"Love, that moves the sun and the other stars." By "love" was meant the God-ordained relationships between God and His creations, and among the creations themselves. The force binding the Universe together was said to be "love." "Divine love" kept the sun, moon, planets and stars rotating in their place around the earth.

Divinely-ordained, hierarchical, "ordinate" (hierarchy = "order", remember) relationships were said to be relationships of "Love," reflecting God's love for His creation and His creatures, especially Man. So the King/Prince showed his "love" by exercising just authority, by "ruling justly", while the peasantry, the subjects, showed "love" by submitting humbly to this rule even when it was unjust.

In this sense it was as Dante said: "Love" moved the heavenly bodies, kept them in their place, just as "love" kept the Medieval subjects in their place in society.

Conversely, anyone attempting to change social relationships, or doing things that resulted in a threat to change them, was acting contrary to the will of God, and in an unloving, or "hateful" manner. So this concept of "Love" served to support a highly exploitative and authoritarian social structure. Once again, we see that the political value of traditional Christian ideology was (and is) highly conservative, even reactionary.

2. "Cupiditas", or Sinful Love

Any attempt to change social relationships was, by definition, bad, because a violation of "God's love," an attempt to create an "ungodly" state of affairs. It was a "sin" - because "sin" is anything that goes contrary to God's will. And "sin" is a "lack of love", or -- to put it another way -- "hatred."

Or, to put it yet another and important way -- "lust," a carnal, that is, "Fleshly" (Latin carnis = "flesh, meat" and so "The Flesh") love, a "love according to the Flesh, not according to the Reason."   Because the imagined  Medieval Social Hierarchy -- the diagram at the left, above -- stands in analogous relationship to all the other divine hierarchies (see the discussion of Reason and the Flesh on a separate page). Divine, or "spiritual", or "Rational" love pertains to the Reason, as earthly, carnal, fleshly love pertains to The Flesh.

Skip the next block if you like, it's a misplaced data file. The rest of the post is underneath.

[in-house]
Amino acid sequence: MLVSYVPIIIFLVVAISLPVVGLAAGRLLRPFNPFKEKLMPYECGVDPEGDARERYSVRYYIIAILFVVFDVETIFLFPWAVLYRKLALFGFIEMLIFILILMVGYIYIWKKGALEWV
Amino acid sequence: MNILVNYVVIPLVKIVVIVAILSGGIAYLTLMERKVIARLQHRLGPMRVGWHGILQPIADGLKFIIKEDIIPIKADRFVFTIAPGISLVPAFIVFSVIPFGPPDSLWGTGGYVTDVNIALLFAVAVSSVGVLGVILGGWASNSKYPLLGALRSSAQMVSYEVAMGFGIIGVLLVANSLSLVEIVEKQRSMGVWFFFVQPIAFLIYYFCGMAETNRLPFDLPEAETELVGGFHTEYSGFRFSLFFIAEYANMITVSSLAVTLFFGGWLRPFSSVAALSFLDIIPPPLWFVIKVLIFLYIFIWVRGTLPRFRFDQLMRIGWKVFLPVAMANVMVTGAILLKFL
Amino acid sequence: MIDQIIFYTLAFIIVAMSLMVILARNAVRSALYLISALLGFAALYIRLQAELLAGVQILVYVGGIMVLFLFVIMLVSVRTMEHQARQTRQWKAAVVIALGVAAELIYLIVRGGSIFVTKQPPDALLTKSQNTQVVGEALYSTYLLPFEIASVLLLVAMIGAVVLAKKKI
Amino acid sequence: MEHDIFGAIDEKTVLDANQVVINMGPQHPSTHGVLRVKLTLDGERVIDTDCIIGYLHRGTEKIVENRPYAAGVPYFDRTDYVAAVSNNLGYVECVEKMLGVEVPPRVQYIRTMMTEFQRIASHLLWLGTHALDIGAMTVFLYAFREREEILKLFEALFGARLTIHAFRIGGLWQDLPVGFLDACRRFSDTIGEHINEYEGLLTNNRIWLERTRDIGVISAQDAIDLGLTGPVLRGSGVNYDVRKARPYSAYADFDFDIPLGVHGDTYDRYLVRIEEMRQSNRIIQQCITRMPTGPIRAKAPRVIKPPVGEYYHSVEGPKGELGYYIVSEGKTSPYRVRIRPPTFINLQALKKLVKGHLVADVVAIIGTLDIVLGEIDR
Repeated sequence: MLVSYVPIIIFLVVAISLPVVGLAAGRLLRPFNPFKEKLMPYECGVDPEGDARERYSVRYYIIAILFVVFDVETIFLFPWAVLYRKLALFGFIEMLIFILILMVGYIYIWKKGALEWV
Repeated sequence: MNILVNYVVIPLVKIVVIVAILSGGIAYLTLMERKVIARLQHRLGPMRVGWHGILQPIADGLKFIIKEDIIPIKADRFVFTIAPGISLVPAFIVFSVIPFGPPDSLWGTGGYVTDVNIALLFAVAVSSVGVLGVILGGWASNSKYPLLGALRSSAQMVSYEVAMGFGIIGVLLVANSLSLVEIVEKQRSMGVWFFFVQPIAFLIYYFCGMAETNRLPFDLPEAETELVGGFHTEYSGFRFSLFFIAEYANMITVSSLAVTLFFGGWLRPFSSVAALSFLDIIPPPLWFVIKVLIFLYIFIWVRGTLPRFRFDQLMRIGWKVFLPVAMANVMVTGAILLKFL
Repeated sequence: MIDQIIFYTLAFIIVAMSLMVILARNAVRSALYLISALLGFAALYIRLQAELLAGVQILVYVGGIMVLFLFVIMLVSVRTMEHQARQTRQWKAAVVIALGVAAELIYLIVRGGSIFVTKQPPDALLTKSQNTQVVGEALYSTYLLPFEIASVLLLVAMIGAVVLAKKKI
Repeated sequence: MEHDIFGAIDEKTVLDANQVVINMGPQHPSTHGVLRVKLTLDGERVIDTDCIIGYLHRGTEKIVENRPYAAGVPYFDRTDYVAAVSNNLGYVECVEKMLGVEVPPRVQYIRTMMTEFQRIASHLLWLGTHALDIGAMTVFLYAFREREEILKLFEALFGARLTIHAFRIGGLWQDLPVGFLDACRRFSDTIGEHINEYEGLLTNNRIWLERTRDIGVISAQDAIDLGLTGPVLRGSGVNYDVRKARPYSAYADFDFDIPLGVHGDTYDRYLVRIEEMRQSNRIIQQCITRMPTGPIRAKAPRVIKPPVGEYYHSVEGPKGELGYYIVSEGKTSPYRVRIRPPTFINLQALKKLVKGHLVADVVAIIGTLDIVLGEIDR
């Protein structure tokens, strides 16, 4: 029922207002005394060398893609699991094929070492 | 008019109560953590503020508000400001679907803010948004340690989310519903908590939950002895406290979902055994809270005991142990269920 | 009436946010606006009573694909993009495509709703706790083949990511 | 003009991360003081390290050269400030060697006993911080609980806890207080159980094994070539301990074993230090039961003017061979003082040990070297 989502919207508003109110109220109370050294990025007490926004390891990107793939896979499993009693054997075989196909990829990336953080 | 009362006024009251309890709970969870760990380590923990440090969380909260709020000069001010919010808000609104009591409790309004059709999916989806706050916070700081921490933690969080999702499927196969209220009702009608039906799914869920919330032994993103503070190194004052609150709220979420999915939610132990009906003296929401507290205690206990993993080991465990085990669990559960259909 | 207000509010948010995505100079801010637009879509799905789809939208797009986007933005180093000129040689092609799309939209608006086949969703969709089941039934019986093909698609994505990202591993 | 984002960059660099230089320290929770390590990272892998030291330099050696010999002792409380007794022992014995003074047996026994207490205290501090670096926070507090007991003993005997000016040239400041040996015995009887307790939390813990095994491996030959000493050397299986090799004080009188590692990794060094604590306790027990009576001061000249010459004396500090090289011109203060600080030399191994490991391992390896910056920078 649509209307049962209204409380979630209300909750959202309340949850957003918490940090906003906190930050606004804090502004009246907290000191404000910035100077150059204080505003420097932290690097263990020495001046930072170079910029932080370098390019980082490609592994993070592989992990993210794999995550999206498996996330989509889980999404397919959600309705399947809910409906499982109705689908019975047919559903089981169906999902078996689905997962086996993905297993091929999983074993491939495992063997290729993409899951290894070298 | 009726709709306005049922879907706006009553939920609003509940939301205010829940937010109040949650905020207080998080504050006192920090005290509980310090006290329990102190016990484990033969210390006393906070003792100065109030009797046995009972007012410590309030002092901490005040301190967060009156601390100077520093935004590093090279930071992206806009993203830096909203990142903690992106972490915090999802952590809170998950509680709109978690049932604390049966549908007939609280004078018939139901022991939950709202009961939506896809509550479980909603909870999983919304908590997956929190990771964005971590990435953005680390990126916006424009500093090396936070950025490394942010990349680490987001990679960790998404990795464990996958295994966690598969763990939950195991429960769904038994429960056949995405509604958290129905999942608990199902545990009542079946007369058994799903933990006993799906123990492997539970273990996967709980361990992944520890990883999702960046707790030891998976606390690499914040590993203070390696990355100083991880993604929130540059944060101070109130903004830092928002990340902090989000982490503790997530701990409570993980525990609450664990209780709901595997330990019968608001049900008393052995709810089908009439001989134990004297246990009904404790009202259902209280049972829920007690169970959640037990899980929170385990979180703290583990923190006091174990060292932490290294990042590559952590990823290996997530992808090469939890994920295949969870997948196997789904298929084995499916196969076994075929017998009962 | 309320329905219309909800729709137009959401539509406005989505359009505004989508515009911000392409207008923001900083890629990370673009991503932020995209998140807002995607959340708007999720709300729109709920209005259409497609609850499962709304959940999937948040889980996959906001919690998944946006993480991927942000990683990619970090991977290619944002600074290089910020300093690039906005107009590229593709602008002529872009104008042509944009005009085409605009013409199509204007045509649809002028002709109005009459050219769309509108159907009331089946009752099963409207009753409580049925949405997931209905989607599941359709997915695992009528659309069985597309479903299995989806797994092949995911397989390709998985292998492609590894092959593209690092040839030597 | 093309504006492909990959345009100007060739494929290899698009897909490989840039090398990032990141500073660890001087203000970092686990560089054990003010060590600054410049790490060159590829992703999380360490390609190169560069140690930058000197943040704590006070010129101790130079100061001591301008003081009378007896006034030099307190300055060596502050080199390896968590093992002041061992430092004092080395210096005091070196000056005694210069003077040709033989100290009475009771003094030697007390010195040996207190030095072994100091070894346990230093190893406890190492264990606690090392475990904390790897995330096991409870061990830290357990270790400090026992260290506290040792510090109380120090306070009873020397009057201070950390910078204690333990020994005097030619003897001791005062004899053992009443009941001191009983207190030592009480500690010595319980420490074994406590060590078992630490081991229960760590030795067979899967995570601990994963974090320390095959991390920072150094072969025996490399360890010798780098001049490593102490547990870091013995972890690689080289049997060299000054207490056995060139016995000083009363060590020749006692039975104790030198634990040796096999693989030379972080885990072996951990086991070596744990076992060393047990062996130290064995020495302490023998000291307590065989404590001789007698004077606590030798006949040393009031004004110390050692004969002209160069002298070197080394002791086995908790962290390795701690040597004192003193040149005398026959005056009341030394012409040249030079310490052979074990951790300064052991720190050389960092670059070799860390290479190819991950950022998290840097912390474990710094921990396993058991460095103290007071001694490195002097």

From Analogy to Allegory

So, caritas is to cupiditas as Reason  is to the Flesh, as Man is to Woman, as the King is to his Kingdom, as Adam is to Eve, as God is to His Created Universe... and so on. This is how the system of analogies works.

Logically, this is not far from having one hierarchy "stand in for", or represent, another. Since all hierarchies are analogous to one another, it's easy to see how the heir to the throne of France could be called a "Dolphin." So, if you depict a Dolphin in a poem, it could be made to represent the heir to the throne. A poem about the society of fish could easily be understood as a poem about human society, rather than about fish.

Similarly, all hierarchies are analogous to that of "Adam" and "Eve". And the overturning of any hierarchy, the upsetting of any order, could be seen as recapitulating, or repeating, reiterating, etc. in the present the Original Sin of Eve's yielding to the Serpent and "seducing" Adam to disobey God by eating the fruit of the Tree of the Knowledge of Good and Evil.

Since all sin is "love according to the Flesh" or an abandonment of Reason, therefore, all sin could be viewed as "adultery," which is "love according to the Flesh" in a very literal sense. Therefore it's common to see any kind of sin discussed in terms of "adultery" -- i.e., as a form of   "irrational Love," or "love according to the Flesh," or "love not sanctioned by God."

All sins could be, and were, viewed as "perverted Love": love of money (avarice); of food (gluttony); of "your neighbor's wife" (lechery); of one's physical self (pride, vainglory); and so on. And, similarly, adultery, a very literal form of "perverted Love" (Latin perverto = "to turn away from the proper direction," i.e. "away from the divinely-sanctioned path") could be a "figure" -- a representation, whether verbally or pictorially -- of any kind of sin (since all sin is love of something that should not be loved -- see the pages from St. Augustine's On Christian Doctrine). | | version 09.23.2018